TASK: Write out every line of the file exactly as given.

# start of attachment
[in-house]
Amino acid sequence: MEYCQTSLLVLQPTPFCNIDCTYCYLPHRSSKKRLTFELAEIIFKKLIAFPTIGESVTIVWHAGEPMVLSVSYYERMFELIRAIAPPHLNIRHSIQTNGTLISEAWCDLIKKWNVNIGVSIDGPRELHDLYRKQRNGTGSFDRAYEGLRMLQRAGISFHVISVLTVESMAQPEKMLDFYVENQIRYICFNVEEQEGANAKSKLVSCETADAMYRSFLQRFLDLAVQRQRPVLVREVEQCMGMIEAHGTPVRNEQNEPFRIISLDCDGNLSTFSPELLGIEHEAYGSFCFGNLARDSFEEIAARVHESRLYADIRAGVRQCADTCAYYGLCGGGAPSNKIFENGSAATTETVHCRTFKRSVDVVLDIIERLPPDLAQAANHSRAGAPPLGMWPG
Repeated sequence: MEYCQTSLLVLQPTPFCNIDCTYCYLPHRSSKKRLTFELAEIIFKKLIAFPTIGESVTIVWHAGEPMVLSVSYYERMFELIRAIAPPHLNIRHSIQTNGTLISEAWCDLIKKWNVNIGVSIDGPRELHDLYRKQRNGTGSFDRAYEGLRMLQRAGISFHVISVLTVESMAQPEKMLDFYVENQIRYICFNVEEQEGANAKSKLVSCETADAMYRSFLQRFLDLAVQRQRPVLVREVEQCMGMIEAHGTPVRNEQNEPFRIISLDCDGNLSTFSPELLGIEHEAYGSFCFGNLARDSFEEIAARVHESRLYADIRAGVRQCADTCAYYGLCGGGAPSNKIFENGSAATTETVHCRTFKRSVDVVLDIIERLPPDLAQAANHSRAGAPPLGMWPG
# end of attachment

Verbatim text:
[in-house]
Amino acid sequence: MEYCQTSLLVLQPTPFCNIDCTYCYLPHRSSKKRLTFELAEIIFKKLIAFPTIGESVTIVWHAGEPMVLSVSYYERMFELIRAIAPPHLNIRHSIQTNGTLISEAWCDLIKKWNVNIGVSIDGPRELHDLYRKQRNGTGSFDRAYEGLRMLQRAGISFHVISVLTVESMAQPEKMLDFYVENQIRYICFNVEEQEGANAKSKLVSCETADAMYRSFLQRFLDLAVQRQRPVLVREVEQCMGMIEAHGTPVRNEQNEPFRIISLDCDGNLSTFSPELLGIEHEAYGSFCFGNLARDSFEEIAARVHESRLYADIRAGVRQCADTCAYYGLCGGGAPSNKIFENGSAATTETVHCRTFKRSVDVVLDIIERLPPDLAQAANHSRAGAPPLGMWPG
Repeated sequence: MEYCQTSLLVLQPTPFCNIDCTYCYLPHRSSKKRLTFELAEIIFKKLIAFPTIGESVTIVWHAGEPMVLSVSYYERMFELIRAIAPPHLNIRHSIQTNGTLISEAWCDLIKKWNVNIGVSIDGPRELHDLYRKQRNGTGSFDRAYEGLRMLQRAGISFHVISVLTVESMAQPEKMLDFYVENQIRYICFNVEEQEGANAKSKLVSCETADAMYRSFLQRFLDLAVQRQRPVLVREVEQCMGMIEAHGTPVRNEQNEPFRIISLDCDGNLSTFSPELLGIEHEAYGSFCFGNLARDSFEEIAARVHESRLYADIRAGVRQCADTCAYYGLCGGGAPSNKIFENGSAATTETVHCRTFKRSVDVVLDIIERLPPDLAQAANHSRAGAPPLGMWPG